Here’s a new way for bands to promote themselves: through Headliner.fm, a free social media service launched in February 2010. The service recently formed an alliance with SoundCloud and, in the last month alone (according to Headliner.fm, that is), 16,000 artists reaching 40 million new fans have joined the network. Here’s how it works:
Whenever the Headliner.fm users create a promotion, they can attach a SoundCloud-supported MP3 stream that can reach millions of new fans. For example: I send my music to my favorite band (whether it is a huge or an unknown band), the band in turn accepts my request, and my music is heard by their fans, and their music is heard by my followers in Facebook, Twitter, and Myspace. That way, we all share the music and can make some “bucks.” According to the service, “artists earn ‘band bucks’ when they recommend music to their fans, which grants them access to larger fan bases for their own promotions at a fraction of the cost of advertisements on Google, Facebook, or banners.” The service is free, though there are premium options available.
“Our partnership with SoundCloud allows artists to not only create promotion messages about new releases, gigs, and events, but it also allows them to get their music heard by millions of new Facebook fans who like similar music,” said Headliner.fm CEO and co-founder Mike More in a release. Want to check it out? Go to headliner.fm.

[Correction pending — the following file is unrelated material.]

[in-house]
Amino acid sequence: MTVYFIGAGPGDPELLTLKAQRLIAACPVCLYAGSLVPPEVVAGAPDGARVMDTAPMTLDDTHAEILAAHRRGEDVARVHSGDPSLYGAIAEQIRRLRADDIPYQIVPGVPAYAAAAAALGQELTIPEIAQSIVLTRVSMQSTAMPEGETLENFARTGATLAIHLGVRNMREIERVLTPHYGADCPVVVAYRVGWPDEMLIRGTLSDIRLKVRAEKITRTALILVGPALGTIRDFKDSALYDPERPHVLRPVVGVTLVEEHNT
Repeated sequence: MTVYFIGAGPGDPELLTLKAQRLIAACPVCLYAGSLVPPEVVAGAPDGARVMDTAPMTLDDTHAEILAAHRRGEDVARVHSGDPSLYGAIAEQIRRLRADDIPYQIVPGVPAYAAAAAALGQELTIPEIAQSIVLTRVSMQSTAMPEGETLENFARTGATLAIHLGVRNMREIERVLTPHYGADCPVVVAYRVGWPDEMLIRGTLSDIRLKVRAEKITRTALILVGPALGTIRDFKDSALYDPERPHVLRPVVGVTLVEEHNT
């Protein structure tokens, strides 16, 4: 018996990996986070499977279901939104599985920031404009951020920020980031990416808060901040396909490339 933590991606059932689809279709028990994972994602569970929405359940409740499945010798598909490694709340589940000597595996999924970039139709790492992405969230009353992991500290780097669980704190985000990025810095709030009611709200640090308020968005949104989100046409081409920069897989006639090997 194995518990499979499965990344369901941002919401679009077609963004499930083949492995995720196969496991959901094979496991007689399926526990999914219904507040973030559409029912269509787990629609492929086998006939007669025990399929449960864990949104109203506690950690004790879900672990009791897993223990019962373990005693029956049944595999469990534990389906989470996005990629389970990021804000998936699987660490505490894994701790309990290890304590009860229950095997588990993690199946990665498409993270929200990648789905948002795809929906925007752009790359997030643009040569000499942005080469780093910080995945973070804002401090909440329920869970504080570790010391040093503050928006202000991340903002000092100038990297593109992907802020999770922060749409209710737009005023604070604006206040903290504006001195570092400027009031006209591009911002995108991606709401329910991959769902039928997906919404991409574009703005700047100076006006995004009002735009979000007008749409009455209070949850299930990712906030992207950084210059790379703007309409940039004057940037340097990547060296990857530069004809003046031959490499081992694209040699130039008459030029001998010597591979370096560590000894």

Studying the music biz in South Central Texas? June 10 is the deadline to apply for the two available Jack Skiles Music Studies Scholarships for music-related studies in the amounts of $500 and $250. Qualifying categories range from music composition, education, journalism, management, and performance to sound engineering, music production, music theory, music therapy, musical theatre, and entertainment law at either the high school (including home school), technical college, junior college, or university level. Go to texasmusiccoalition.org for details and to download the applications.
Before I sign off, let me ask (by way of complaint): what is the deal with venues that don’t update their websites? More and more, bands are telling me of upcoming shows that simply don’t exist on venue websites — despite the fact that a good chunk, if not all, of the proceeds from the door and/or the bar go to these places. Guys and gals, for the benefit of the venues and the bands: please keep your sites up to date.